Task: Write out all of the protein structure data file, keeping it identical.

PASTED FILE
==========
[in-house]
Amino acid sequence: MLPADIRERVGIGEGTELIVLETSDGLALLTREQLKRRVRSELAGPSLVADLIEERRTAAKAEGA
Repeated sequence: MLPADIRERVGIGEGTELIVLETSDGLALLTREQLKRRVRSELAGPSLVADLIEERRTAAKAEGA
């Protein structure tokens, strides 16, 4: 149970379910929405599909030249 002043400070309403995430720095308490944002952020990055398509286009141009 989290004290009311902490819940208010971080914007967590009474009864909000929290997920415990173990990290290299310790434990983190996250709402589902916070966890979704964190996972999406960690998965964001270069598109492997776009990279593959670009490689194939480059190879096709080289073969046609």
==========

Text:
[in-house]
Amino acid sequence: MLPADIRERVGIGEGTELIVLETSDGLALLTREQLKRRVRSELAGPSLVADLIEERRTAAKAEGA
Repeated sequence: MLPADIRERVGIGEGTELIVLETSDGLALLTREQLKRRVRSELAGPSLVADLIEERRTAAKAEGA
């Protein structure tokens, strides 16, 4: 149970379910929405599909030249 002043400070309403995430720095308490944002952020990055398509286009141009 989290004290009311902490819940208010971080914007967590009474009864909000929290997920415990173990990290290299310790434990983190996250709402589902916070966890979704964190996972999406960690998965964001270069598109492997776009990279593959670009490689194939480059190879096709080289073969046609």